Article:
Remembering some of Ismat Chughtai’s most controversial stories on her 107th birth anniversary
Since the 1930s, Ismat Chughtai’s work offered frank depictions of women’s lives while exploring topics of sexuality, femininity and class struggle, which are indeed pertinent to today.
Published: 21st August 2018 07:02 PM | Last Updated: 21st August 2018 08:04 PM | A+A A-
Today’s Google Doodle commemorates what would have been Indian writer, Ismat Chughtai’s 107th birthday. Born in the small town of Badayun, Uttar Pradesh, Chughtai is renowned for being one of the most contentious albeit inspiring writers of her time. Since the 1930s, her work offered frank depictions of women’s lives while exploring topics of sexuality, femininity and class struggle, which are indeed pertinent to today’s reformist ideals. Chughtai has elevated the eminence of Urdu literature, and the feminist movement immortalises her progressive consciousness.
Here’s a look back on some of her most evocative pieces.
1. Lihaaf (The Quilt)
Conceivably Chughtai’s most provocative piece, Lihaaf grapples with ideas of homoeroticism and the suppression of a woman’s sexual desires. Considered brash and illicit, the text was banned in South Asia, and Chughtai found herself amid a legal dispute which she ultimately won. The story is written from a child’s perspective and illustrates the life of a young woman named Begum Jaan. Begum Jaan’s husband habitually neglects her, and instead averts his attention to “young, fair and slim-waisted boys.” Robbed of her husband’s affection, Begum Jaan finds solace in her masseuse, Rabbu, and their relationship turns sexual. Lihaaf is notoriously disconcerting in its portrayal of Begum Jaan and forces us to consider the consequences of practising sexuality, shamelessly.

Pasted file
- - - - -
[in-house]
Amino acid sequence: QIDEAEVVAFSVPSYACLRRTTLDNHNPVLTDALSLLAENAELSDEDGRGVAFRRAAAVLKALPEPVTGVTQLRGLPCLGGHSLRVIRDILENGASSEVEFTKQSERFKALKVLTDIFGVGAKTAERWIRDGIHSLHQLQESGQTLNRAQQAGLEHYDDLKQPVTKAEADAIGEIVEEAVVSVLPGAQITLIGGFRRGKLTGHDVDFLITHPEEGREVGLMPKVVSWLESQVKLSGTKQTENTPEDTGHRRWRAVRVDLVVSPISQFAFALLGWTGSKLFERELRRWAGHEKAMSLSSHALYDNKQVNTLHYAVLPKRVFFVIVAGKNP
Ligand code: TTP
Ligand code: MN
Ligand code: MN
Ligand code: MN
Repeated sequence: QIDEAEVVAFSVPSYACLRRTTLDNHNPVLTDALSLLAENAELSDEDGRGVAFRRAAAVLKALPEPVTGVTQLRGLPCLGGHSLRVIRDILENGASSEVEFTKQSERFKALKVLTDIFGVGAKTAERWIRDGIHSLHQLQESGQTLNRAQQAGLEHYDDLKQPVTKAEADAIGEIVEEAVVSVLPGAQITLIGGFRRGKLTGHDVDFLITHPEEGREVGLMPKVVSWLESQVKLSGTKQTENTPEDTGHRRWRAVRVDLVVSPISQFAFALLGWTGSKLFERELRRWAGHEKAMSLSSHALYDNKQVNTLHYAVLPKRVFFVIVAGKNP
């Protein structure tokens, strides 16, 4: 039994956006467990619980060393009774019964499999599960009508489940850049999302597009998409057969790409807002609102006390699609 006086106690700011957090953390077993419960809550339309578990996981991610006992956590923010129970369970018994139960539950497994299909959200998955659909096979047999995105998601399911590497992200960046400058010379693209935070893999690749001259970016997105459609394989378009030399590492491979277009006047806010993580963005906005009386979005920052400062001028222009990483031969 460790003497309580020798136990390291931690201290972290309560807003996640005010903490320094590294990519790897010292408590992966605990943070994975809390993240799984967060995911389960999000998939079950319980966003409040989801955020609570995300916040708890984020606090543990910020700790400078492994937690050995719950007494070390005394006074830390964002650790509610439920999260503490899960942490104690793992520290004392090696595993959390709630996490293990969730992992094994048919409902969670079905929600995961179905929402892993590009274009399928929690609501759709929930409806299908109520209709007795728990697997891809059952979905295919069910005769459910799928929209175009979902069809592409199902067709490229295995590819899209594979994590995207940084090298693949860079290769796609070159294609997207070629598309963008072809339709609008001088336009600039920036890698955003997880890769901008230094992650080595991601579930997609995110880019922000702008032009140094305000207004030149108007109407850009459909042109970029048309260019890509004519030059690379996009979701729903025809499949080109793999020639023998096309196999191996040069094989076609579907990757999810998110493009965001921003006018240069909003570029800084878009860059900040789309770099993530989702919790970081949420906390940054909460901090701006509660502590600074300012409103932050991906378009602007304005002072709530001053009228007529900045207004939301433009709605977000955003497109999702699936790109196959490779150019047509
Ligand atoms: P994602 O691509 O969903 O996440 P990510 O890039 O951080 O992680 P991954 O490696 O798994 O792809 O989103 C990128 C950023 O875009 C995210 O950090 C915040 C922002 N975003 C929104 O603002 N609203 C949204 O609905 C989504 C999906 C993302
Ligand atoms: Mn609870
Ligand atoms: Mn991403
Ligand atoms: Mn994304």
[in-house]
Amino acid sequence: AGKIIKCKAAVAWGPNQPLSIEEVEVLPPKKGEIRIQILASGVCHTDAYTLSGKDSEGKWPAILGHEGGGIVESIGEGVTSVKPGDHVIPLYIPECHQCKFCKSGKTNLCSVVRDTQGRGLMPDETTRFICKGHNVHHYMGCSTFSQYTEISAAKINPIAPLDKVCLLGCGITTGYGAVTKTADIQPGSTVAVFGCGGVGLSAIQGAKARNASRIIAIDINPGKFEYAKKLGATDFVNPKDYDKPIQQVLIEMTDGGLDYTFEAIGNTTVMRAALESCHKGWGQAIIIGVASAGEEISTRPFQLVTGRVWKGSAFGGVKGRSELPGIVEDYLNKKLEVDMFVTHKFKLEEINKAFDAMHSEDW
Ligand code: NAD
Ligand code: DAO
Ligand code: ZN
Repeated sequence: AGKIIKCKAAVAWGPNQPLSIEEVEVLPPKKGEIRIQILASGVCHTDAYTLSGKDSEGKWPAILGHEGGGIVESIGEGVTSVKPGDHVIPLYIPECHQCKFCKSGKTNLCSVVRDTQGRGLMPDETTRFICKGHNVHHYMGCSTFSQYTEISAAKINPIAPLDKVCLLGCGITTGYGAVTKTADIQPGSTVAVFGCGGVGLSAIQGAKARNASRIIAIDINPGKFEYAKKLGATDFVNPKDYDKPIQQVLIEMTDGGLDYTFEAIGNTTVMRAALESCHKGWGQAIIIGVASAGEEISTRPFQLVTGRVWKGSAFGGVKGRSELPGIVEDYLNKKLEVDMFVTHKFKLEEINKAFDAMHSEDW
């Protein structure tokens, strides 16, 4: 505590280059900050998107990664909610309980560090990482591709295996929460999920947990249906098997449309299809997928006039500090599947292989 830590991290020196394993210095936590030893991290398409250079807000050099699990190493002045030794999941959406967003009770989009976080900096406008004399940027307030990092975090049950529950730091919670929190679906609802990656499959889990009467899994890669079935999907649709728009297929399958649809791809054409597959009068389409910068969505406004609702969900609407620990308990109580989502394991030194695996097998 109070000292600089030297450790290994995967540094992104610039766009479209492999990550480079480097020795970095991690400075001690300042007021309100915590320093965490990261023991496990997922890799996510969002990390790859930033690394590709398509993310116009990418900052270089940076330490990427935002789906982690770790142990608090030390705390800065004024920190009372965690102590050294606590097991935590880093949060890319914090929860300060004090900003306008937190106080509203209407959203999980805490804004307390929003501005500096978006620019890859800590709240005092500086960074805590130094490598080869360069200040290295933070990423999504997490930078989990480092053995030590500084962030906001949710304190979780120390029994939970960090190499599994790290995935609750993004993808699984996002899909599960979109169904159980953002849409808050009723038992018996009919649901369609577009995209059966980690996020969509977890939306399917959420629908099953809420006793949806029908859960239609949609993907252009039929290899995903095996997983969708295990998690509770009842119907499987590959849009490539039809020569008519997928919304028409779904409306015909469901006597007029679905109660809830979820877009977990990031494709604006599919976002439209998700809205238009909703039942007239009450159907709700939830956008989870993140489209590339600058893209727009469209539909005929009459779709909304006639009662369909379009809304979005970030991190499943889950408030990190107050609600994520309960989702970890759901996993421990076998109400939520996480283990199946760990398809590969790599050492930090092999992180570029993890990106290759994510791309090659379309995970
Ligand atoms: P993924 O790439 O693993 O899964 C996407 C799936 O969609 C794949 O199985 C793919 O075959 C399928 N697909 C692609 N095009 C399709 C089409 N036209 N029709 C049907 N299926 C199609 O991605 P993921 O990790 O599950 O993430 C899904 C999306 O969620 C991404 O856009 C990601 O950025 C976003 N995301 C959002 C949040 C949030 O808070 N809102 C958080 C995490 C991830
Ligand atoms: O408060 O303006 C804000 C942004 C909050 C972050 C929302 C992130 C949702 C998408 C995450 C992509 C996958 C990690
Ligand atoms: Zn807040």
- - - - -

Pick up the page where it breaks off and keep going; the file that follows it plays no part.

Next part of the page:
Vocation is a cleverly written tale of a woman who vilifies her neighbours, assuming they are prostitutes. The protagonist deems her profession as a teacher to be far more respectable, using it as leverage to cast judgement on those deviating from so-called normalcy. Later, she discovers that her neighbours in fact hail from the aristocracy, and is left bemused. Accordingly, Vocation is a shrewd allegory that highlights the pretence of morality and the duplicitous ways in which women perceive one another.
3. Terhi Lakeer (The Crooked Line)
Set in India’s colonial past, Terhi Lakeer chronicles the life of Shaman, a spirited, middle-class Muslim girl who seeks to revolt against any traditional upbringing. Shaman, however, is sent away to boarding school by her family. The story aptly underlines the confusion and juvenile outbursts of a girl attempting to navigate her way through India’s fight for independence. Chughtai toys with concepts of fluid masculinity and femininity, allowing us to dissect the social constructs of gender roles in the height of imperialism.
4. Gharwali (The Homemaker)
This iconoclastic story by Chughtai implies that the institution of marriage is redundant, as the relationship between the two main characters, Lajjo and Mirza, dispels any myth that fidelity is only realised through a legally binding union. Lajjo does not shy away from sexual pleasure. She has minimal regard for social status and views everyone as an equal. Perhaps promiscuous, she is desired by many, including Mirza, the owner of the house in which she is the live-in maid. Mirza tries to tame Lajjo on many occasions, but her care-free soul remains unshackled by any conventional guideline of love.